The Morality Of Comprehensive Immigration Reform At A Public Crossroads
Being a San Bernardino immigration lawyer, I was recently asked by a local church to participate at a public forum on immigration issues.
“Are we as Christians,” asked the moderator, “called upon to love our less fortunate brothers and sisters?”
“Are we as Christians called upon to love those sitting next to us, even if they are here as undocumented immigrants?”
I liked his direct approach.
Immigration reform is not just a political and social issue. It’s about morality.
How can anyone claim to practice the teachings of Christ if they’re willing to callously demonize and criminalize innocent victims of poverty, political chaos, and other hardships?
Politician Versus Priest: Twisting Morality In The Public Arena
A few weeks ago, the Catholic Diocese of San Bernardino held its Fifth Annual Migration Mass. Inland Empire residents displayed their international heritage, wearing traditional clothing and praying in their native languages.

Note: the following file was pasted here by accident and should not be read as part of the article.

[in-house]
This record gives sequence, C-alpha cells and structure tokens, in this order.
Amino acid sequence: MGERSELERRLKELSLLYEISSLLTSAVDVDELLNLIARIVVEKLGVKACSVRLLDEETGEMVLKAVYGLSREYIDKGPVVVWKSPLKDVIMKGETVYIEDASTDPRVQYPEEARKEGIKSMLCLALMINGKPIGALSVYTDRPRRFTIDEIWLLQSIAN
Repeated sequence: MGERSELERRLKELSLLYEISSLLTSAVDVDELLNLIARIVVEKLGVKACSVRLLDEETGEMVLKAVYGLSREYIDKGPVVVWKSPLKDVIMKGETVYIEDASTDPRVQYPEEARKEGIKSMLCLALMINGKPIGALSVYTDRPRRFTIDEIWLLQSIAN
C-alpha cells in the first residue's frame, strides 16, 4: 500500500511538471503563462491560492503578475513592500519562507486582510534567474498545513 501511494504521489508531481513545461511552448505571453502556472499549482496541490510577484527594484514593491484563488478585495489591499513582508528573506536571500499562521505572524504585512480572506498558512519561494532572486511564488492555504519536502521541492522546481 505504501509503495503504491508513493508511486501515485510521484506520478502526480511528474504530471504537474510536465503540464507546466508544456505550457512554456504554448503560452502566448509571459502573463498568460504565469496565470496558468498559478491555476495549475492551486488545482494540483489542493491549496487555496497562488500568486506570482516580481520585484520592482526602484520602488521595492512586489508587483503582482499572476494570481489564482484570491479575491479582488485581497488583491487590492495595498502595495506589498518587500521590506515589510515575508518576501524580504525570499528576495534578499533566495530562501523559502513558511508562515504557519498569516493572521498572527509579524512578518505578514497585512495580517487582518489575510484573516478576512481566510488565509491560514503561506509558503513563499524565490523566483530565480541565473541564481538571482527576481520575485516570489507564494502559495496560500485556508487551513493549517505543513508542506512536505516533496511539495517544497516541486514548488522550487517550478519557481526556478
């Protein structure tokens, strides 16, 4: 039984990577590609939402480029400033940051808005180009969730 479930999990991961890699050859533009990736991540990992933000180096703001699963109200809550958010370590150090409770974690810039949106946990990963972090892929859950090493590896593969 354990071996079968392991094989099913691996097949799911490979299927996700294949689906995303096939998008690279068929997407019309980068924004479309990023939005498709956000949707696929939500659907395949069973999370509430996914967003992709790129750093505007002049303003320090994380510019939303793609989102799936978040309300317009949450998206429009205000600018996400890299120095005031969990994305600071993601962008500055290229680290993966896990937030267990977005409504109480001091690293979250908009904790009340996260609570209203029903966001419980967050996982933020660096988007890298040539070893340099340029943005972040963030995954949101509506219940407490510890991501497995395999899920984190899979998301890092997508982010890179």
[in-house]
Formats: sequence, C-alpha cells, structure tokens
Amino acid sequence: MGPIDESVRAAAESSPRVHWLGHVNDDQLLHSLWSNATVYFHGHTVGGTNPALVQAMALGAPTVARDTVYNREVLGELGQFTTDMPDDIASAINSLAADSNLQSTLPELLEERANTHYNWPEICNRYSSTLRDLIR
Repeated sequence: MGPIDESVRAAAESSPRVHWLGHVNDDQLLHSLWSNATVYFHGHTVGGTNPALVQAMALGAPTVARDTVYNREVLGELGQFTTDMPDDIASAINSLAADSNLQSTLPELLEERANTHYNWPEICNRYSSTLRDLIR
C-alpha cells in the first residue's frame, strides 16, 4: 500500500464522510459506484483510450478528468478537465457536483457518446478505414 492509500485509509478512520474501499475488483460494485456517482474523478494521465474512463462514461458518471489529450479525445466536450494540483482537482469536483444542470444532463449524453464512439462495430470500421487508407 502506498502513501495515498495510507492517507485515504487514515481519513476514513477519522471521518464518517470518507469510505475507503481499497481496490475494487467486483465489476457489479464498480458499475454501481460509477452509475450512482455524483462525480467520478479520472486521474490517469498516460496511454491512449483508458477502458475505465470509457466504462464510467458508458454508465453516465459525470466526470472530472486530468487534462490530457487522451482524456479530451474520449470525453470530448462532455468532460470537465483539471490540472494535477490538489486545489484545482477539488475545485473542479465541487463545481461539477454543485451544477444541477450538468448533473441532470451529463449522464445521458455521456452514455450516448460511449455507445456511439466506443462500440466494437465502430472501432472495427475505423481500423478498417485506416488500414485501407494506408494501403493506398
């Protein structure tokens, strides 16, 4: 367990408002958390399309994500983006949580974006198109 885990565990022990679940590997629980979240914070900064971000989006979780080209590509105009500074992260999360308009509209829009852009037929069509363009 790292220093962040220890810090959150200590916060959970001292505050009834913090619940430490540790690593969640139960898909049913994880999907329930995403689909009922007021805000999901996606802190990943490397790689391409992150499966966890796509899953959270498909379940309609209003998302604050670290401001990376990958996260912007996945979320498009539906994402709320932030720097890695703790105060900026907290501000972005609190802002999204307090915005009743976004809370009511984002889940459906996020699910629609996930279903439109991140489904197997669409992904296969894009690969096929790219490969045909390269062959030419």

Bishop Rutilio del Riego, the keynote speaker, took the opportunity to talk about hardships suffered by many immigrants caused by a broken immigration system in the United States.
He stressed the U.S. Catholic Bishops have called for comprehensive immigration reform measures which expand avenues for immigrants to come to the country legally and provide a means for families divided by citizenship issues to be united more quickly.
Yet, according to the Riverside Press Enterprise, the 1.2 million Catholics living in Riverside and San Bernardino are divided on the issue of giving legal status to undocumented immigrants.